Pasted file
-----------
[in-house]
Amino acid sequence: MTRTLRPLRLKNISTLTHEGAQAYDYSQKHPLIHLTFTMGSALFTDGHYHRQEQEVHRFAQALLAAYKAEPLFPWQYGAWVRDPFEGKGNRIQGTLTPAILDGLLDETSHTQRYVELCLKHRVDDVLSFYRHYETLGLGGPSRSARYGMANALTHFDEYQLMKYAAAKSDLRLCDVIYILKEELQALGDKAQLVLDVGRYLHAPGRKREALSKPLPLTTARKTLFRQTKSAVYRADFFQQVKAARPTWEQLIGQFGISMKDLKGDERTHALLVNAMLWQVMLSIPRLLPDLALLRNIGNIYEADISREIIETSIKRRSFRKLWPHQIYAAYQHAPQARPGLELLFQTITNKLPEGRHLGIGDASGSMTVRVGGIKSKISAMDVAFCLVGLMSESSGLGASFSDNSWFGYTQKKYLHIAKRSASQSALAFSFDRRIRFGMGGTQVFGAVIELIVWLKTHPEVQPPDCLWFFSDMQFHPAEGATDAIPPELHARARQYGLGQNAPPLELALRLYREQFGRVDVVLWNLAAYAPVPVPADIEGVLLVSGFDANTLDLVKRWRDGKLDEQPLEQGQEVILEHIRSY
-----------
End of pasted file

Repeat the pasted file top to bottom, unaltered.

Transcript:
[in-house]
Amino acid sequence: MTRTLRPLRLKNISTLTHEGAQAYDYSQKHPLIHLTFTMGSALFTDGHYHRQEQEVHRFAQALLAAYKAEPLFPWQYGAWVRDPFEGKGNRIQGTLTPAILDGLLDETSHTQRYVELCLKHRVDDVLSFYRHYETLGLGGPSRSARYGMANALTHFDEYQLMKYAAAKSDLRLCDVIYILKEELQALGDKAQLVLDVGRYLHAPGRKREALSKPLPLTTARKTLFRQTKSAVYRADFFQQVKAARPTWEQLIGQFGISMKDLKGDERTHALLVNAMLWQVMLSIPRLLPDLALLRNIGNIYEADISREIIETSIKRRSFRKLWPHQIYAAYQHAPQARPGLELLFQTITNKLPEGRHLGIGDASGSMTVRVGGIKSKISAMDVAFCLVGLMSESSGLGASFSDNSWFGYTQKKYLHIAKRSASQSALAFSFDRRIRFGMGGTQVFGAVIELIVWLKTHPEVQPPDCLWFFSDMQFHPAEGATDAIPPELHARARQYGLGQNAPPLELALRLYREQFGRVDVVLWNLAAYAPVPVPADIEGVLLVSGFDANTLDLVKRWRDGKLDEQPLEQGQEVILEHIRSY